I just had to share this! I discovered that using these RUBBER tipped "color shapers" for blending can be just the right tool for certain effects. They are really made for painting, but I'm always looking for things you can also use for drawing, and got the idea from a fellow artist. We all know how blending stumps work, but they remove some of the graphite when you blend.
These do not. I've had one for over a year, but I didn't really discover a good use for it until recently. NOW, I'm going to need to buy assorted sizes!
CLICK the LINK to view and DOWNLOAD ALL of my FUTURE REFERENCE PHOTOS: [link]
NOTHING...and I mean NOTHING inspires me more to draw than outstanding photos!!! Have you been in a rut on what to draw? Look through these! I believe that a drawing can only be as great as the photo you try to duplicate. Boring photo = Boring drawing? Awesome photo CAN = Awesome drawing? I have to boastfully say that I've gotten pretty good at choosing a good photo, which is one of the ingredients to a good drawing!!!
I have created a Google Picasa photo album with ALL of my reference photos for FUTURE Drawings, and thought I would share them with everyone. I hunted them down on the web using Google Images, saved them cropped them and adjusted their contrast, so what you see in what I will draw 99% of the time. They should ALL be large enough to see details, and like me, print them as large as I draw them. Feel free to share and download them, draw them etc. It will be growing as I add more to it. Again, it is for my FUTURE drawings.
I also plan to create another with ALL of my PAST reference photos I used in past drawings. Hope it helps you?
NEW to DA and have not seen my DRAWING TIP GUIDE? Here you go... Also, you may want to follow me on Twitter? I often post WIPs of new drawings and random TIPS I do not post on DA [link]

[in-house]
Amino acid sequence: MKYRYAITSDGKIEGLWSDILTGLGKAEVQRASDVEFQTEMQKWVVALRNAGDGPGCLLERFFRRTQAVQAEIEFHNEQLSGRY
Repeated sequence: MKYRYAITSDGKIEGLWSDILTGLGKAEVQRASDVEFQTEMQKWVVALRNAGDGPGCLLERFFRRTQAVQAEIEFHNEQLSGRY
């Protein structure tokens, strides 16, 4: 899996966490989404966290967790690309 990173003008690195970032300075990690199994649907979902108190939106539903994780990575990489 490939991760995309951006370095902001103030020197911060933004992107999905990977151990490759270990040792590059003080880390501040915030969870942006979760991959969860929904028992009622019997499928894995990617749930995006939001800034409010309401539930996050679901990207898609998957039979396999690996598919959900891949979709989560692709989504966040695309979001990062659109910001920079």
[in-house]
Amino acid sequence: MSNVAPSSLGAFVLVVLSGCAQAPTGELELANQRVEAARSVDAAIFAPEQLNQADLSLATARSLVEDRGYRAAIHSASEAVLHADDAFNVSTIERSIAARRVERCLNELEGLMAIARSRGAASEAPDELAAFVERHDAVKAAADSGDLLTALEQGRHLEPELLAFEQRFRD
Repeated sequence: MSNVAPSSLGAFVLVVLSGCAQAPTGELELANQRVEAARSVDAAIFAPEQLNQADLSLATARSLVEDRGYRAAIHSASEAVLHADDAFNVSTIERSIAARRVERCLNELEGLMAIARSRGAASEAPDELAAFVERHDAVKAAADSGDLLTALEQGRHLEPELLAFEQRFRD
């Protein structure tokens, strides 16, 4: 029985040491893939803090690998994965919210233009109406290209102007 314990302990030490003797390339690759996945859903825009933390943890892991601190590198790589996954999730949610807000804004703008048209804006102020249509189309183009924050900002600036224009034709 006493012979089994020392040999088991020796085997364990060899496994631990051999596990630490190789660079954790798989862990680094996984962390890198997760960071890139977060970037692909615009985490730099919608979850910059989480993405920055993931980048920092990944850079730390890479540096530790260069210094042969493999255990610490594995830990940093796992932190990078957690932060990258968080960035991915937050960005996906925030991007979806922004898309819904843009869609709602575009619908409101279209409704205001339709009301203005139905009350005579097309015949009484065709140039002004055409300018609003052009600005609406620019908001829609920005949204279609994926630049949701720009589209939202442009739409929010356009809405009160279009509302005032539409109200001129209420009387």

I've had a LOT of people ask me about this tool my dad gave me, and everyone wanted to know where I got it. Well, he gave me the box this weekend and I Googled it and found it on EBAY ($14.99 US) here: [link]
I thought I would share some of the tools I use. Starting from upper left is a Magnifying glass my dad found at a garage sale. I think it's for making your own fishing tackle? It's got 4 alligator clips for holding stuff!
Pencils of course. I have tried many kinds, and prefer Staedtler Mars Lumograph for their predicable results!! Yeah, it matters!
A make up brush for removing eraser bits, shavings etc from my drawing. Below that is a TUFF STUFF stick eraser, great for the wisps of hair I did on Reese Witherspoon's hair, highlights etc. Then there are the SOLID blending stumps. I like those better than the hollow rolled up tortillas. Kneaded eraser of course, but also this stuff called Blu-Tac (aka sticky tac) used for hanging posters without nails on the wall. GREAT for lifting straight UP without smudging. Like re-whiting the key-highlights in the eyes, etc. A cotton round for blending (sometimes).
A sandpaper stick for removing graphite from caked blending stumps, and sharpening a pencil to a needle point (I use old paper for that too). The clutch pencils, also known as Lead Holders. I use those for special use areas, with their tube sharpener to the bottom-right of them.